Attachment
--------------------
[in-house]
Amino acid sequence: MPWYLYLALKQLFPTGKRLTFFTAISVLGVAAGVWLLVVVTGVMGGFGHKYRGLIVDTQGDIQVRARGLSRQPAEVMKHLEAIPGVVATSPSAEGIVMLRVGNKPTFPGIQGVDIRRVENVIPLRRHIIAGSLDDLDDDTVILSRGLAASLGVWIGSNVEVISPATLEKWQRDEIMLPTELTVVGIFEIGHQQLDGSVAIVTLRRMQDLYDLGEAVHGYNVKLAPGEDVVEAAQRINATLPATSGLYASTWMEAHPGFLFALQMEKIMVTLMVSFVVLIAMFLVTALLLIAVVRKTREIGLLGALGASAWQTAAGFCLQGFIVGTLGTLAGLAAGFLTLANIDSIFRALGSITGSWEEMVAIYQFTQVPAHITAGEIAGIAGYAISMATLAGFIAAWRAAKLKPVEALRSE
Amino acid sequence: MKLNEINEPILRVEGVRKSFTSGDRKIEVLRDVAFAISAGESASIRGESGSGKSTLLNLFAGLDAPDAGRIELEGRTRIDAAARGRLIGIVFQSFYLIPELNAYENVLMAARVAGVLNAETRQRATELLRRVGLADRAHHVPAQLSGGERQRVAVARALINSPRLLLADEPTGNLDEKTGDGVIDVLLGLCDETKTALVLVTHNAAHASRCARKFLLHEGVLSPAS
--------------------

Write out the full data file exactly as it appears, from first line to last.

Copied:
[in-house]
Amino acid sequence: MPWYLYLALKQLFPTGKRLTFFTAISVLGVAAGVWLLVVVTGVMGGFGHKYRGLIVDTQGDIQVRARGLSRQPAEVMKHLEAIPGVVATSPSAEGIVMLRVGNKPTFPGIQGVDIRRVENVIPLRRHIIAGSLDDLDDDTVILSRGLAASLGVWIGSNVEVISPATLEKWQRDEIMLPTELTVVGIFEIGHQQLDGSVAIVTLRRMQDLYDLGEAVHGYNVKLAPGEDVVEAAQRINATLPATSGLYASTWMEAHPGFLFALQMEKIMVTLMVSFVVLIAMFLVTALLLIAVVRKTREIGLLGALGASAWQTAAGFCLQGFIVGTLGTLAGLAAGFLTLANIDSIFRALGSITGSWEEMVAIYQFTQVPAHITAGEIAGIAGYAISMATLAGFIAAWRAAKLKPVEALRSE
Amino acid sequence: MKLNEINEPILRVEGVRKSFTSGDRKIEVLRDVAFAISAGESASIRGESGSGKSTLLNLFAGLDAPDAGRIELEGRTRIDAAARGRLIGIVFQSFYLIPELNAYENVLMAARVAGVLNAETRQRATELLRRVGLADRAHHVPAQLSGGERQRVAVARALINSPRLLLADEPTGNLDEKTGDGVIDVLLGLCDETKTALVLVTHNAAHASRCARKFLLHEGVLSPAS